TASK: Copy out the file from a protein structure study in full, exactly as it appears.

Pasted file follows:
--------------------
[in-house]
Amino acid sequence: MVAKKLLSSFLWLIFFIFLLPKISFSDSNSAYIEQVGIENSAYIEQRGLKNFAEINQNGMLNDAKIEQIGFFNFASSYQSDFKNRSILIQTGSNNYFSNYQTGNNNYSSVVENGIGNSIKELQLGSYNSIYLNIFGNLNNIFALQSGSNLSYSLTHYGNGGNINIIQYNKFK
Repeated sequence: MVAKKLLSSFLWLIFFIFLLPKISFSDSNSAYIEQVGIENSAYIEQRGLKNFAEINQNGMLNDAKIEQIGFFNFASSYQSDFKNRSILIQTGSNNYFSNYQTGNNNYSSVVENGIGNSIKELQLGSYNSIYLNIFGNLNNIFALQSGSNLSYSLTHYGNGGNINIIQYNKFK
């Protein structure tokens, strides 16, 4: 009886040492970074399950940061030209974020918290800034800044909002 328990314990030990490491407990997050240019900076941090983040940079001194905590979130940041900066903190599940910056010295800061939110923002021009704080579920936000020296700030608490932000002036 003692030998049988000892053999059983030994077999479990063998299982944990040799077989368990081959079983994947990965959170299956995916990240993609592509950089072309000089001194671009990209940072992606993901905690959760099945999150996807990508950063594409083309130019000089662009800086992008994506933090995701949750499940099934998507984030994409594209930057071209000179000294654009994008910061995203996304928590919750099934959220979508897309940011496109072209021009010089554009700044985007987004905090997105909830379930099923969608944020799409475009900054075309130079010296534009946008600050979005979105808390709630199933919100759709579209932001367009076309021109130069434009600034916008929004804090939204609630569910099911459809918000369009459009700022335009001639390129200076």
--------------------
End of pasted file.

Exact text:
[in-house]
Amino acid sequence: MVAKKLLSSFLWLIFFIFLLPKISFSDSNSAYIEQVGIENSAYIEQRGLKNFAEINQNGMLNDAKIEQIGFFNFASSYQSDFKNRSILIQTGSNNYFSNYQTGNNNYSSVVENGIGNSIKELQLGSYNSIYLNIFGNLNNIFALQSGSNLSYSLTHYGNGGNINIIQYNKFK
Repeated sequence: MVAKKLLSSFLWLIFFIFLLPKISFSDSNSAYIEQVGIENSAYIEQRGLKNFAEINQNGMLNDAKIEQIGFFNFASSYQSDFKNRSILIQTGSNNYFSNYQTGNNNYSSVVENGIGNSIKELQLGSYNSIYLNIFGNLNNIFALQSGSNLSYSLTHYGNGGNINIIQYNKFK
């Protein structure tokens, strides 16, 4: 009886040492970074399950940061030209974020918290800034800044909002 328990314990030990490491407990997050240019900076941090983040940079001194905590979130940041900066903190599940910056010295800061939110923002021009704080579920936000020296700030608490932000002036 003692030998049988000892053999059983030994077999479990063998299982944990040799077989368990081959079983994947990965959170299956995916990240993609592509950089072309000089001194671009990209940072992606993901905690959760099945999150996807990508950063594409083309130019000089662009800086992008994506933090995701949750499940099934998507984030994409594209930057071209000179000294654009994008910061995203996304928590919750099934959220979508897309940011496109072209021009010089554009700044985007987004905090997105909830379930099923969608944020799409475009900054075309130079010296534009946008600050979005979105808390709630199933919100759709579209932001367009076309021109130069434009600034916008929004804090939204609630569910099911459809918000369009459009700022335009001639390129200076």